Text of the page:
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Echinacea effective for kids?!

December 3rd, 2003 · No Comments

In today’s Seattle Times, a study done of 407 children at a dozen researchers in the Northwest concluded: Echinacea called ineffective remedy for kids’ colds

Children who took echinacea didn’t have colds for any shorter time, and their symptoms were just as bad as those who didn’t receive the herb, a new study found.

“For treatment, our results make it seem unlikely echinacea has benefits for children,” said Dr. James A. Taylor, lead researcher on the study and a University of Washington pediatrician.

In the study of 407 children, colds lasted an average of nine days. Echinacea also did not moderate the peak severity of the colds, the number of days children had their worst symptoms or the number of days they had fever, the researchers report in this week’s edition of the Journal of the American Medical Association.

Children who took echinacea did have fewer recurrences of colds than those on placebos. But Taylor said cold prevention was not a focus of the study and the finding needs further analysis.

Echinacea, a perennial herb, is thought to stimulate immune cells called macrophages and neutrophils. It is sold in several over-the-counter cold preparations, including capsules, lozenges and liquid form.

The Seattle study is the first to look at echinacea’s effect on children’s colds. Several studies in Europe have shown that adults taking echinacea have shorter and less-severe colds, though some researchers have questioned the design of those studies. A small study in the United States last year showed that echinacea had little effect on colds…..

The researchers analyzed 707 colds in 407 children, ages 2 to 11 years; about half the colds were treated with an echinacea syrup and half with a placebo syrup.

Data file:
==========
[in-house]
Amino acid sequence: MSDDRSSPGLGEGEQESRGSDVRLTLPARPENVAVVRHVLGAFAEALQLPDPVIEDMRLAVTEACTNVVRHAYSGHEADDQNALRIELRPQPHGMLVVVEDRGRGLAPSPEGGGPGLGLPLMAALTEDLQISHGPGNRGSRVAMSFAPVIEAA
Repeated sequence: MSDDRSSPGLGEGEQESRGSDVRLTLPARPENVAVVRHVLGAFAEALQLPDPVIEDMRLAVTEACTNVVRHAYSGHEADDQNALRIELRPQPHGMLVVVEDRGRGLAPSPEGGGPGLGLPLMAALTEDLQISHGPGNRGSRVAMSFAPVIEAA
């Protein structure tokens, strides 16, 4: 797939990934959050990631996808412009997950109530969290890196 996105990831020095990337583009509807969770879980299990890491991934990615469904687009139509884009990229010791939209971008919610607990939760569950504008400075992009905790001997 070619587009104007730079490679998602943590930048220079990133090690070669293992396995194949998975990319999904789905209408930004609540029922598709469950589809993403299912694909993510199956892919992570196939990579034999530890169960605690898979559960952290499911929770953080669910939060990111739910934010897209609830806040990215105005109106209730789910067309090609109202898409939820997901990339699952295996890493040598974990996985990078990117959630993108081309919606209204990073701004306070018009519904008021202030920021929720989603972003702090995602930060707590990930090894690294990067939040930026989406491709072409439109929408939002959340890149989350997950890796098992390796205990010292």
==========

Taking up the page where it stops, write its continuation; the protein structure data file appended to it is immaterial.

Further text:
“Despite multiple subanalyses, we did not find any group of children in whom echinacea appeared to have a positive effect,” the researchers said.

Taylor said it is possible echinacea would have helped the children had they started it earlier in their colds. Early symptoms, such as scratchy throat, often aren’t mentioned by children, he said.

Now I’ve heard from three different friends advice on how echinacea can prevent illness. Each of these friends claims that she takes tons of the herb at the first sign of sickness, and doesn’t ever catch colds. I have yet to try this. When we first moved to the Northwest from California, in winter time, Abigail was only a year old, and she was sick quite a bit with runny nose and colds. One of these friends recommended echinacea, so I went and picked up a bottle, a children’s blackberry flavored concoction, but it didn’t seem to help her get well. I confess I didn’t try too hard. I think was too tired and frustrated, wanting some sort of instant cure for her cold

But this week, after suffering this yucky bug, I did buy a bottle of echinacea for me and I’ve been taking it each morning along with C and multivitamin. Next time I begin to feel ill, I’ll have to try out the prevention theory.

I wish I could have sent Ted echinacea last night. He told me he was feeling ill and I wished I could have Star-Trek style transported some herb to him over the phone or internet or something. Today he’s been feeling much worse.

As far as children and echinacea, maybe I should try that again too. This Seattle-based study did not study prevention, and it did notice that children who took echinacea had fewer recurrences. And as the article says, it is more difficult to prevent colds in children since it is more difficult for them to report early symptoms such as sore throat. Ah, the intricacies of immunity!

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